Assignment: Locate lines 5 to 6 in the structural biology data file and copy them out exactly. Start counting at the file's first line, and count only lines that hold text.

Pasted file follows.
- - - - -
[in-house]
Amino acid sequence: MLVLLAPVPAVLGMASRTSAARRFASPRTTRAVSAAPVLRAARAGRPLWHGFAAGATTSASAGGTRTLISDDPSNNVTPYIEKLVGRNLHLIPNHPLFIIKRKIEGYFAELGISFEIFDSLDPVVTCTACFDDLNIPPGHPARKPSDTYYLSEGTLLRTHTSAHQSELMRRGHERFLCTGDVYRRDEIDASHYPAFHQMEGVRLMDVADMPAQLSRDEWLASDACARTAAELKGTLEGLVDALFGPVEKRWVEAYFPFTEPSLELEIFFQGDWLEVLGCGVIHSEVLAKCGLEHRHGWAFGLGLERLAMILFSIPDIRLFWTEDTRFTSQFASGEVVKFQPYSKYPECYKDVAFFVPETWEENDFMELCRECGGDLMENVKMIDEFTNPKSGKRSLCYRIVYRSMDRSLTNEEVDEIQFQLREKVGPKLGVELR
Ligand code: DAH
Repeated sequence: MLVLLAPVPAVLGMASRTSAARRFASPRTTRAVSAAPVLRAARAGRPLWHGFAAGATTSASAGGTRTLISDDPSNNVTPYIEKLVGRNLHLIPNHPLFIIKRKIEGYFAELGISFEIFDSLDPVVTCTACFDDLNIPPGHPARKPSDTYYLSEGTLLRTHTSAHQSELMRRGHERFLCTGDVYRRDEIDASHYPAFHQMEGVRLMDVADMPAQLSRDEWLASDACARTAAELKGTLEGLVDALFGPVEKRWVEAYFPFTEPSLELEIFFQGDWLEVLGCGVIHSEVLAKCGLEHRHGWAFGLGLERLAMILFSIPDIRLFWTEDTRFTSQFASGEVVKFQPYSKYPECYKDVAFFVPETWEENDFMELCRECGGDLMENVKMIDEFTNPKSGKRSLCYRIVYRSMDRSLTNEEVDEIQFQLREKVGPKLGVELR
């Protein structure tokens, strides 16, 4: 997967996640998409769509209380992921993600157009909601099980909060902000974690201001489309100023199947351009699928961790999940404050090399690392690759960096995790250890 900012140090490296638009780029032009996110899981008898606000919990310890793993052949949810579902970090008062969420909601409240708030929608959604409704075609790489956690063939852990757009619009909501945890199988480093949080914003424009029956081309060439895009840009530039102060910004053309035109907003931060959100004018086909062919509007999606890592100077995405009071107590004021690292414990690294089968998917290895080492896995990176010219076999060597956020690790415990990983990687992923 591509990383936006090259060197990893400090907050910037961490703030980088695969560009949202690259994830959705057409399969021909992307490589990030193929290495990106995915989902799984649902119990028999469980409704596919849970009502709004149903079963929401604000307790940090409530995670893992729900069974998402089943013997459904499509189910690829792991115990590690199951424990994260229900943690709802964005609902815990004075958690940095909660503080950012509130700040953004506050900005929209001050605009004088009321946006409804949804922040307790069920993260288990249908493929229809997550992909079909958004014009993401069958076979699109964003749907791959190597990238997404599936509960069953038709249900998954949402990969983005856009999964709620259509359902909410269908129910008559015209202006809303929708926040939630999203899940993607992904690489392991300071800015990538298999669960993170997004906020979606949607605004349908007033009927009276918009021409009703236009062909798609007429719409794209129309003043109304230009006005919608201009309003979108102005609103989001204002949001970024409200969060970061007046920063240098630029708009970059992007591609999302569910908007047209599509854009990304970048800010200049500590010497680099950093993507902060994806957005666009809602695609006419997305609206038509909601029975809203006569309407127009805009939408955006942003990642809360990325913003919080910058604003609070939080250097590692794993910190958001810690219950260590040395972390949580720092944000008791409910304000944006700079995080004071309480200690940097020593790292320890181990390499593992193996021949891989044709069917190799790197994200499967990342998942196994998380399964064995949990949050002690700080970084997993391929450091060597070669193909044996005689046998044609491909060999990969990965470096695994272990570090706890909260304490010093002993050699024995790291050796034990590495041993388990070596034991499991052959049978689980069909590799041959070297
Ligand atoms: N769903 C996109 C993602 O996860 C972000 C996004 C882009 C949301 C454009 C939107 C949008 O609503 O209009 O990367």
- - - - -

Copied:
């Protein structure tokens, strides 16, 4: 997967996640998409769509209380992921993600157009909601099980909060902000974690201001489309100023199947351009699928961790999940404050090399690392690759960096995790250890 900012140090490296638009780029032009996110899981008898606000919990310890793993052949949810579902970090008062969420909601409240708030929608959604409704075609790489956690063939852990757009619009909501945890199988480093949080914003424009029956081309060439895009840009530039102060910004053309035109907003931060959100004018086909062919509007999606890592100077995405009071107590004021690292414990690294089968998917290895080492896995990176010219076999060597956020690790415990990983990687992923 591509990383936006090259060197990893400090907050910037961490703030980088695969560009949202690259994830959705057409399969021909992307490589990030193929290495990106995915989902799984649902119990028999469980409704596919849970009502709004149903079963929401604000307790940090409530995670893992729900069974998402089943013997459904499509189910690829792991115990590690199951424990994260229900943690709802964005609902815990004075958690940095909660503080950012509130700040953004506050900005929209001050605009004088009321946006409804949804922040307790069920993260288990249908493929229809997550992909079909958004014009993401069958076979699109964003749907791959190597990238997404599936509960069953038709249900998954949402990969983005856009999964709620259509359902909410269908129910008559015209202006809303929708926040939630999203899940993607992904690489392991300071800015990538298999669960993170997004906020979606949607605004349908007033009927009276918009021409009703236009062909798609007429719409794209129309003043109304230009006005919608201009309003979108102005609103989001204002949001970024409200969060970061007046920063240098630029708009970059992007591609999302569910908007047209599509854009990304970048800010200049500590010497680099950093993507902060994806957005666009809602695609006419997305609206038509909601029975809203006569309407127009805009939408955006942003990642809360990325913003919080910058604003609070939080250097590692794993910190958001810690219950260590040395972390949580720092944000008791409910304000944006700079995080004071309480200690940097020593790292320890181990390499593992193996021949891989044709069917190799790197994200499967990342998942196994998380399964064995949990949050002690700080970084997993391929450091060597070669193909044996005689046998044609491909060999990969990965470096695994272990570090706890909260304490010093002993050699024995790291050796034990590495041993388990070596034991499991052959049978689980069909590799041959070297
Ligand atoms: N769903 C996109 C993602 O996860 C972000 C996004 C882009 C949301 C454009 C939107 C949008 O609503 O209009 O990367």